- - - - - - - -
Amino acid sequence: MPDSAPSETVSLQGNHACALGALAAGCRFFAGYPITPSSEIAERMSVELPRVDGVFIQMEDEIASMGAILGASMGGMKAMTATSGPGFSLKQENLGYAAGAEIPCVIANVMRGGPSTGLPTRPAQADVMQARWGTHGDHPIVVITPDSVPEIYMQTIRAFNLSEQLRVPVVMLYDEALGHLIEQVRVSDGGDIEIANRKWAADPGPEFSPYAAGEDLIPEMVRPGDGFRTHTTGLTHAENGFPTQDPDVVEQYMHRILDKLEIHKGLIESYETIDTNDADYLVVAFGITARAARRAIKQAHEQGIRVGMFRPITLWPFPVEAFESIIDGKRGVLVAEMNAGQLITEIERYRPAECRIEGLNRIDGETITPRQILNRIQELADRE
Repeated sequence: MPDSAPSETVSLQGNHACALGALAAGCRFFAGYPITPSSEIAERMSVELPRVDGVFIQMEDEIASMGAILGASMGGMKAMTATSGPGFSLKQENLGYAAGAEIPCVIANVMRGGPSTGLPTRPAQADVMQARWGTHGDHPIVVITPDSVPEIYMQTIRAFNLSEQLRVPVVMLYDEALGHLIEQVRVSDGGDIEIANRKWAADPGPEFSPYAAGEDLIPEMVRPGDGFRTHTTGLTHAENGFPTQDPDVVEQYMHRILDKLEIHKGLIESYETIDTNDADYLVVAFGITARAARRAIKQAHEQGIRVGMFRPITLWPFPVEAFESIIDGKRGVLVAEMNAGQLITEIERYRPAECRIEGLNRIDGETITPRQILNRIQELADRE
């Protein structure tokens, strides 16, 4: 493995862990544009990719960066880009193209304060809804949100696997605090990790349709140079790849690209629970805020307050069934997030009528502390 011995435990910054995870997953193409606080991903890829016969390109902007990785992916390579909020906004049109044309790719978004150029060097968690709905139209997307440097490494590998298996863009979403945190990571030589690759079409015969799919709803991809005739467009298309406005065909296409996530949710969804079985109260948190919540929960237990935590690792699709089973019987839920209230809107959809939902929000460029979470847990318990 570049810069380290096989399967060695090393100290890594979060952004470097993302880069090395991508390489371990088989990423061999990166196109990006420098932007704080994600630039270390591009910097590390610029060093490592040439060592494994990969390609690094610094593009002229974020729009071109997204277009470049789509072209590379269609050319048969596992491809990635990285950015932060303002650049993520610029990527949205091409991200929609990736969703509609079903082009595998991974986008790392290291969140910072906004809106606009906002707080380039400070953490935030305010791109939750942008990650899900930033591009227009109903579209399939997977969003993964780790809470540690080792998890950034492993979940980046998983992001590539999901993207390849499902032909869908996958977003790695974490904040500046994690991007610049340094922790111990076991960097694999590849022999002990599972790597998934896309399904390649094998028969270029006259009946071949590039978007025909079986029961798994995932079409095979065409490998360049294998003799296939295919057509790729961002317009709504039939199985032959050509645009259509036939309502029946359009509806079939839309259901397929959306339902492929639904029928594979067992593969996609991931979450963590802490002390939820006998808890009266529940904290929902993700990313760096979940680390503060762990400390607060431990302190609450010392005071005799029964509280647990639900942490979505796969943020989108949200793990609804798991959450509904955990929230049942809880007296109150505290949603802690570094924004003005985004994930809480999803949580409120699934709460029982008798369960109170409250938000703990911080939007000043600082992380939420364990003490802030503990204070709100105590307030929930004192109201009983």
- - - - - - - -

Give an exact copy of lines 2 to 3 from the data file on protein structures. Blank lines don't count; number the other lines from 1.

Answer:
Repeated sequence: MPDSAPSETVSLQGNHACALGALAAGCRFFAGYPITPSSEIAERMSVELPRVDGVFIQMEDEIASMGAILGASMGGMKAMTATSGPGFSLKQENLGYAAGAEIPCVIANVMRGGPSTGLPTRPAQADVMQARWGTHGDHPIVVITPDSVPEIYMQTIRAFNLSEQLRVPVVMLYDEALGHLIEQVRVSDGGDIEIANRKWAADPGPEFSPYAAGEDLIPEMVRPGDGFRTHTTGLTHAENGFPTQDPDVVEQYMHRILDKLEIHKGLIESYETIDTNDADYLVVAFGITARAARRAIKQAHEQGIRVGMFRPITLWPFPVEAFESIIDGKRGVLVAEMNAGQLITEIERYRPAECRIEGLNRIDGETITPRQILNRIQELADRE
């Protein structure tokens, strides 16, 4: 493995862990544009990719960066880009193209304060809804949100696997605090990790349709140079790849690209629970805020307050069934997030009528502390 011995435990910054995870997953193409606080991903890829016969390109902007990785992916390579909020906004049109044309790719978004150029060097968690709905139209997307440097490494590998298996863009979403945190990571030589690759079409015969799919709803991809005739467009298309406005065909296409996530949710969804079985109260948190919540929960237990935590690792699709089973019987839920209230809107959809939902929000460029979470847990318990 570049810069380290096989399967060695090393100290890594979060952004470097993302880069090395991508390489371990088989990423061999990166196109990006420098932007704080994600630039270390591009910097590390610029060093490592040439060592494994990969390609690094610094593009002229974020729009071109997204277009470049789509072209590379269609050319048969596992491809990635990285950015932060303002650049993520610029990527949205091409991200929609990736969703509609079903082009595998991974986008790392290291969140910072906004809106606009906002707080380039400070953490935030305010791109939750942008990650899900930033591009227009109903579209399939997977969003993964780790809470540690080792998890950034492993979940980046998983992001590539999901993207390849499902032909869908996958977003790695974490904040500046994690991007610049340094922790111990076991960097694999590849022999002990599972790597998934896309399904390649094998028969270029006259009946071949590039978007025909079986029961798994995932079409095979065409490998360049294998003799296939295919057509790729961002317009709504039939199985032959050509645009259509036939309502029946359009509806079939839309259901397929959306339902492929639904029928594979067992593969996609991931979450963590802490002390939820006998808890009266529940904290929902993700990313760096979940680390503060762990400390607060431990302190609450010392005071005799029964509280647990639900942490979505796969943020989108949200793990609804798991959450509904955990929230049942809880007296109150505290949603802690570094924004003005985004994930809480999803949580409120699934709460029982008798369960109170409250938000703990911080939007000043600082992380939420364990003490802030503990204070709100105590307030929930004192109201009983």